Blog

Collaborative Divorce in New Jersey, say what?

Generally speaking, 97% – 98% of all divorce cases settle. Judges often tell divorcing parties that it is not a matter of “if” a case will settle, it is a matter of “when”.  Some cases settle in days, some weeks and others may linger for years. There are many factors that affect the time in which a case will ultimately settle. The two biggest factors, though, are the litigants themselves and the attorneys they hire. It is more likely that a settlement will be reached if the parties are amicable. The case is more likely to settle when the attorneys are settlement-minded.

Divorce Mediation

For years, mediation has been an option for people going through a divorce. In mediation, the parties hire a Mediator to assist them in working out the details of their divorce. The Mediator facilitates the discussion and function as an intermediary between the parties. The Mediator works with the parties to reach resolution.  Once a resolution is reached, the Mediator prepares a Memorandum of Understanding confirming the terms of the settlement. The Memorandum of Understanding is not binding but once it is incorporated into a Marital Settlement Agreement and executed by the parties, it is a binding agreement.

Another approach divorcing spouses may want to consider is an efficient and effective approach.

Collaborative Divorce

It is a Collaborative approach to divorce. This approach is different in that both parties hire an attorney but the parties and the attorneys all agree in advance and in writing that they will work hard to settle their case.  And, if their case does not settle, the attorneys will not litigate the case and, in fact, will have to get out of the case. This provides an abundance of incentive for all involved to come to the table in good faith and in the spirit of compromise in an attempt to reach resolution because if a settlement is not reached, the clients need to hire new attorneys to proceed to litigation.

In more complex or emotional Collaborative Law cases, the attorneys can bring in experts as needed. For example, financial experts may need to become involved to assist in valuing assets or determining lifestyle or cash flow.  A divorce coach or a child specialist can  assist the parties on custody and parenting time issues. The Collaborative approach is more of a team approach wherein the goal is to have a civilized and amicable divorce. The Collaborative process usually takes three to six months and the fees will be significantly less than a litigated divorce case.  The process is confidential and occurs on the parties respective time frames.

The focal point in a Collaborative divorce is on the children. Children are the priority of all involved. Another main goal is to attempt to reach both parties’ goals and objectives of the divorce. A Collaborative divorce is another alternative to divorcing parties and provides a mechanism to divorce you spouse with dignity.

Please contact me at jlawrence@lawlawfirm.com if you have questions about this post or any other family law matter.

Back to Blog
SHARE THIS POST:

Related Posts

Blog
The Advantages of Divorce Mediation

Reasons to Choose Divorce Mediation Over the Alternatives According to some sources, nearly half of all marriages in the U.S. end in divorce. Mediation results in a positive resolution in as many as 80% of all cases. Many divorce lawyers recommend mediation if possible because there are many advantages to this approach, including saving time…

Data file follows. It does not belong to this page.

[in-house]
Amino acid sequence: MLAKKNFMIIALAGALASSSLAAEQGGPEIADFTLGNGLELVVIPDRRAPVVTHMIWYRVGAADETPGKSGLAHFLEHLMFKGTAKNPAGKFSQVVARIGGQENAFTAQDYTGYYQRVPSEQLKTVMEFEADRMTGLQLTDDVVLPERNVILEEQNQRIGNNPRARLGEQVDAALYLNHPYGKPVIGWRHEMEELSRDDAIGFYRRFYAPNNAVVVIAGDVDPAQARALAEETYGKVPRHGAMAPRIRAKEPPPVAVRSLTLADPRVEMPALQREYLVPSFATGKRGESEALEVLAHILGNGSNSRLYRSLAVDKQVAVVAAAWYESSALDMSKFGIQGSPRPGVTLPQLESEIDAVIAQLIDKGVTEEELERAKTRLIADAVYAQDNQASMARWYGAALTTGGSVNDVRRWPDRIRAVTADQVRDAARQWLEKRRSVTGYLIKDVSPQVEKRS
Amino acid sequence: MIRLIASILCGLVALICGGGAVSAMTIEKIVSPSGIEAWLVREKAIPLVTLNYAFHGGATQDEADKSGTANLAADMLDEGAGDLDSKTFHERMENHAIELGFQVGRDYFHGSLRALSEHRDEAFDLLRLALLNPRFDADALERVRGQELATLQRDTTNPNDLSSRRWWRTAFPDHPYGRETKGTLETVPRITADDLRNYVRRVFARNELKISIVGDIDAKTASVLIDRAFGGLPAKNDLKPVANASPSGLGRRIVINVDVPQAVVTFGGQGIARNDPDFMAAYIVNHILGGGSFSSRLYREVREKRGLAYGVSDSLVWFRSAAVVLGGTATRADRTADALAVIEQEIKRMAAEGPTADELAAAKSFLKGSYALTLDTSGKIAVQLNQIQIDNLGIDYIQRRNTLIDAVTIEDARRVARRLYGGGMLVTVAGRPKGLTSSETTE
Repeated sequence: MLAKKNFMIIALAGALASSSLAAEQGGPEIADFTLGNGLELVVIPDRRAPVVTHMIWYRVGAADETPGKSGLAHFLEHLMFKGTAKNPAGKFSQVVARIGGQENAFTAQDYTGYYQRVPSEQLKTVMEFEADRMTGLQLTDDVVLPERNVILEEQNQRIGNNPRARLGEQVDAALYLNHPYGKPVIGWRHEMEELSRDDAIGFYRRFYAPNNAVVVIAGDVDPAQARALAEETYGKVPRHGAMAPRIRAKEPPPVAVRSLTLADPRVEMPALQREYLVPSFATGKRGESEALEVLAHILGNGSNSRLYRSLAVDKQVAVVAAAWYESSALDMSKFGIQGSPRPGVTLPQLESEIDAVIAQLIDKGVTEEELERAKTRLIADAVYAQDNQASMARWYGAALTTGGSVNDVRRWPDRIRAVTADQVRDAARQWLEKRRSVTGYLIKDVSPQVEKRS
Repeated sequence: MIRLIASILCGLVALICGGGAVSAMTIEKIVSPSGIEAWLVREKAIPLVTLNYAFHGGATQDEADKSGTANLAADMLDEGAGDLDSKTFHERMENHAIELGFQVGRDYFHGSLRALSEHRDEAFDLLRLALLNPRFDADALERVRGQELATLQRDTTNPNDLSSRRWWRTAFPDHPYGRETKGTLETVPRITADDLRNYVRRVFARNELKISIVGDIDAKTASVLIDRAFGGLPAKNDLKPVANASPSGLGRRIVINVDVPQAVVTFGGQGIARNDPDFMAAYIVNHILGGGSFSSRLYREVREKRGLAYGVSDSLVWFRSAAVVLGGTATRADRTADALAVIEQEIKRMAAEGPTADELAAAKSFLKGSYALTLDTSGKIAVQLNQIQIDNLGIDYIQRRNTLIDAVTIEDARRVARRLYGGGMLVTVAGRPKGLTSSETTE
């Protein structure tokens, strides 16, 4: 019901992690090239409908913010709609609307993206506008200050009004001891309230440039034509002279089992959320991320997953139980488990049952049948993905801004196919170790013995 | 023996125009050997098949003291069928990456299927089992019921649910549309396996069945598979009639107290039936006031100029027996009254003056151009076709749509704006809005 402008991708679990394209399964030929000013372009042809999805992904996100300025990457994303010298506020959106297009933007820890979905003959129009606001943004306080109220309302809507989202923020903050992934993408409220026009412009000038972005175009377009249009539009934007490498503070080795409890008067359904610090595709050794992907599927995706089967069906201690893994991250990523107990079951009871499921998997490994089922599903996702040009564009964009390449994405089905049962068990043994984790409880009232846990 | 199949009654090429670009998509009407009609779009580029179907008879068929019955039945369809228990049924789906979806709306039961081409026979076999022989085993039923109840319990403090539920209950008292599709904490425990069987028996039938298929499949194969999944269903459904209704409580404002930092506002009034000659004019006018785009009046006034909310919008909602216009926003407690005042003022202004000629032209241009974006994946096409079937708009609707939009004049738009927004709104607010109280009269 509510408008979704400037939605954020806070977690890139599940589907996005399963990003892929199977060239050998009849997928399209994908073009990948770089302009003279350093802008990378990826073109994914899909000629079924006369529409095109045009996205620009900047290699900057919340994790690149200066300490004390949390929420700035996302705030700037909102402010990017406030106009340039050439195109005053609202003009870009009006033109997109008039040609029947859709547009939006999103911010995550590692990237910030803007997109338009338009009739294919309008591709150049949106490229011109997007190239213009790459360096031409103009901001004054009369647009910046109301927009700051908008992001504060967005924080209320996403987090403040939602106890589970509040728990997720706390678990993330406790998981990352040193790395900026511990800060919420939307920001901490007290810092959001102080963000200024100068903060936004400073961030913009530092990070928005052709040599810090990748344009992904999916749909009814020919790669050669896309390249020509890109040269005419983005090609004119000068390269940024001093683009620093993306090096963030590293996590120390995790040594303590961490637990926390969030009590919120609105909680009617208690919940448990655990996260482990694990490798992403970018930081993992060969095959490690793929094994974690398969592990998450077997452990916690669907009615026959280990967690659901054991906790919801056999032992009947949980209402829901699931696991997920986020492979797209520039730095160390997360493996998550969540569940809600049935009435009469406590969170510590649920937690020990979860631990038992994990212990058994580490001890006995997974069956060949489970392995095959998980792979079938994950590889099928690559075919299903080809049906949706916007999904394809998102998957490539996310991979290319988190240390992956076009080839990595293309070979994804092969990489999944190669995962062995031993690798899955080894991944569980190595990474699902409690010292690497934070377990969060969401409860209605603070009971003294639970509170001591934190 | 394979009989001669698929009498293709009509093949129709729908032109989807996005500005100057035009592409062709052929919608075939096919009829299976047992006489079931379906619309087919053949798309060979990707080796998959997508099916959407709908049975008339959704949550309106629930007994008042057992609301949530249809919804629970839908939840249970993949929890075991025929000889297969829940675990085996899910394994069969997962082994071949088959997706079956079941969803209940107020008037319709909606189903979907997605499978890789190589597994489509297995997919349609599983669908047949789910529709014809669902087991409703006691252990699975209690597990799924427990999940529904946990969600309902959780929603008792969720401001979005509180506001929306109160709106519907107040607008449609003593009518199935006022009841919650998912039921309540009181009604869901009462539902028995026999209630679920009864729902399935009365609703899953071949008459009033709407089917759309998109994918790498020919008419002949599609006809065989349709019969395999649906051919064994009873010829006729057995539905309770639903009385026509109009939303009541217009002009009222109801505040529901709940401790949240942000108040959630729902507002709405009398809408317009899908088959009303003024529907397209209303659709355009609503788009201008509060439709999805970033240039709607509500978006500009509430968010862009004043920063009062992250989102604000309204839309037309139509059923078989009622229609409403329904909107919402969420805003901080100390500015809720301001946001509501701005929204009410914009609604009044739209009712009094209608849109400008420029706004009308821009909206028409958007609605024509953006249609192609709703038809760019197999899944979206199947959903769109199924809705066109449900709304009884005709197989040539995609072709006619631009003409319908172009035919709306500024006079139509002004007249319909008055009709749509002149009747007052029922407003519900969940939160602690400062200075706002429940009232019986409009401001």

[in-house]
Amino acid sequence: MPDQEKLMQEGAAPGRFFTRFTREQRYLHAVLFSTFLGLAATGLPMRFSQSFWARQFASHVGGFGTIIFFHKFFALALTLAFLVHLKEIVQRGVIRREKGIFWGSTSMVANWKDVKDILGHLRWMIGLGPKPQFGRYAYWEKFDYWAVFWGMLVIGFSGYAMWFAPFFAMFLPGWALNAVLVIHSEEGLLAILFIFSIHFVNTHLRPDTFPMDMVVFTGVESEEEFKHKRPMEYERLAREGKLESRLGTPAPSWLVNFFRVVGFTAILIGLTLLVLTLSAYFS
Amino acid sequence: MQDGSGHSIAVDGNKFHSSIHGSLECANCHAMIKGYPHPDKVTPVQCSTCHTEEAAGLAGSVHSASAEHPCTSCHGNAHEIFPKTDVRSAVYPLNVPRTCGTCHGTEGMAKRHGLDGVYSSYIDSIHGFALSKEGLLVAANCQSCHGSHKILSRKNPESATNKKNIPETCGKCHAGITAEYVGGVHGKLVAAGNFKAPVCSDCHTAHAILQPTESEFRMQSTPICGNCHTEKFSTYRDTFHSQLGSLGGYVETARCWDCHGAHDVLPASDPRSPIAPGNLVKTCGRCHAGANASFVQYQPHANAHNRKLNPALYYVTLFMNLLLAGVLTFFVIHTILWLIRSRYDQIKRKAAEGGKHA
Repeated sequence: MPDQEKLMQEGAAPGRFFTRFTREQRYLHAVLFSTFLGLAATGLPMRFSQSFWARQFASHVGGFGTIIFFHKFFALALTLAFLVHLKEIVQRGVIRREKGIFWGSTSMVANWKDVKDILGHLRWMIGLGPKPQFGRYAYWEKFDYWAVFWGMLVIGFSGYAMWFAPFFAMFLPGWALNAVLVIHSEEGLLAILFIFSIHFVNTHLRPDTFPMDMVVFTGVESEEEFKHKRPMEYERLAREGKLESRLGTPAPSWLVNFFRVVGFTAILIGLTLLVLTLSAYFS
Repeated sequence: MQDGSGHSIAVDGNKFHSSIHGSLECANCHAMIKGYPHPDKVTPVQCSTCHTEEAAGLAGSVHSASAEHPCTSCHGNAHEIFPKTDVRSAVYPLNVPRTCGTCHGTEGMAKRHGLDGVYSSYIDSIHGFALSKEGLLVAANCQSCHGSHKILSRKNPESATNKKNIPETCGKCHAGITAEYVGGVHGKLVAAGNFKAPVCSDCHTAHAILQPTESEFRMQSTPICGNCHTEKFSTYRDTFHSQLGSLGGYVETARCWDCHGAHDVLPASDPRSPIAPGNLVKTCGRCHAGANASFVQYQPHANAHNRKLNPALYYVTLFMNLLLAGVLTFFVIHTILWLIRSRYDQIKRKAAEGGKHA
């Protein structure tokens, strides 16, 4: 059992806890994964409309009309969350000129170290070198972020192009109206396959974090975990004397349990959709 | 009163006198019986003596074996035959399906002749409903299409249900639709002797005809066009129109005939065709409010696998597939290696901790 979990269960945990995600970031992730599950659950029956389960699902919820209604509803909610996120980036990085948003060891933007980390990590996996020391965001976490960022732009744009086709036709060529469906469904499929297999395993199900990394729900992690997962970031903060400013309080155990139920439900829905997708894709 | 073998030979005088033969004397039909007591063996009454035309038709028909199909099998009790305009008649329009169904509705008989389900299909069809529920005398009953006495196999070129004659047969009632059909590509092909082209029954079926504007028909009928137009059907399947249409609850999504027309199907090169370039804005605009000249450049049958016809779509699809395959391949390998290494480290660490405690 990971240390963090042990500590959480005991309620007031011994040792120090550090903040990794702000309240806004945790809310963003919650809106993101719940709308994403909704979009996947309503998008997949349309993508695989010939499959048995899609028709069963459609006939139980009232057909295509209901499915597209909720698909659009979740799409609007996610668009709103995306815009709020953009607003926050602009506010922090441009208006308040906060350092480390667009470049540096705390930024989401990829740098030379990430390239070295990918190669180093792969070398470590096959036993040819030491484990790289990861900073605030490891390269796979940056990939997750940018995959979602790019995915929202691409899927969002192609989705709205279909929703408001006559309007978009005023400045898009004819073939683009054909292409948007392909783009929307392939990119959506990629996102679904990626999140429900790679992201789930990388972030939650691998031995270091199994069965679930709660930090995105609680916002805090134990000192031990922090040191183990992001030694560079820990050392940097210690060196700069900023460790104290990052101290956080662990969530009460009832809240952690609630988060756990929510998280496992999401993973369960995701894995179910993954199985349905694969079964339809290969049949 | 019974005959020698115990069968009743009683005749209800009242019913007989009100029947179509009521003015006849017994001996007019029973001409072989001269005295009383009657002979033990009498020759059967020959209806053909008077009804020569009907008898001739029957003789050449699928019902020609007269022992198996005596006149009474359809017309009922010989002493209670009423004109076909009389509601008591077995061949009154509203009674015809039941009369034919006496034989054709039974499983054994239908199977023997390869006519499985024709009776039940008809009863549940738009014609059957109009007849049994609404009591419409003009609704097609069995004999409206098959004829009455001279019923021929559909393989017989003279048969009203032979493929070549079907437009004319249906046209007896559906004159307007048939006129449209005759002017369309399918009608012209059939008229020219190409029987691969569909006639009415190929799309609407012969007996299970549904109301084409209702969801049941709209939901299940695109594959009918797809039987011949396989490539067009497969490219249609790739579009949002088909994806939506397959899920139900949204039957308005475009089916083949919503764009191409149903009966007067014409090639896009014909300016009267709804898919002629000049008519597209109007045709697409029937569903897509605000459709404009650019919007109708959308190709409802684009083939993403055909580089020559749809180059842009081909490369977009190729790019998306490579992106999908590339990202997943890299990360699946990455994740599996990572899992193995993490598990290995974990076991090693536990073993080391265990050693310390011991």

Read More
Blog
Dealing With Taxes During Your Divorce

Planning for the Tax Aspects of a Divorce While divorce can be a challenging experience personally, emotionally and practically, the financial effects are some of the longest-lasting changes. Not only do you need to manage asset division and the resulting change to both parties’ finances, but you may also find it challenging to adjust to…

Read More
Blog
Is a Prenup or a Trust Better Advance Preparation for Divorce?

Prenup or a Trust? – Divorce-Proofing Your Assets When people in New Jersey decide to marry, they may not want to think about divorce. However, with more people marrying later in life, with established careers, as business owners or as parents of children from prior relationships, there are many good reasons to engage in financial…

Read More
Blog
Preparing for the Realities of Divorce

Meeting the Challenges of Divorce Dealing with an unhappy marriage can be painful and difficult. Whether there are severe conflicts or simply a growing apart over time, divorce is always challenging on personal, emotional and financial levels. While spouses in New Jersey know that divorce is a significant undertaking, it can be more difficult than…

Read More
Blog
How Can Divorce Affect Your Medical Practice?

How to Deal With Your Medical Practice in a Divorce New Jersey doctors going through a divorce may have particular concerns about how the end of the marriage will affect the future of their medical practice, especially as any private practice is typically a closely held business. Much like other business owners, physicians may worry…

Read More
Blog
What Documents Do You Need for Your Divorce Legal Consultation?

Documents to Give Your Divorce Attorney If you are considering a divorce in New Jersey, it is important to prepare the documents that you need to share with your family law attorney. While the decision to end a marriage may be deeply personal and emotional at its core, divorce is a legal and financial process…

Read More

Disclaimer and information can be found here, including links to descriptions and selection methodologies. No aspect of this advertisement has been approved by the Supreme Court of New Jersey.
Call Now ButtonCall Us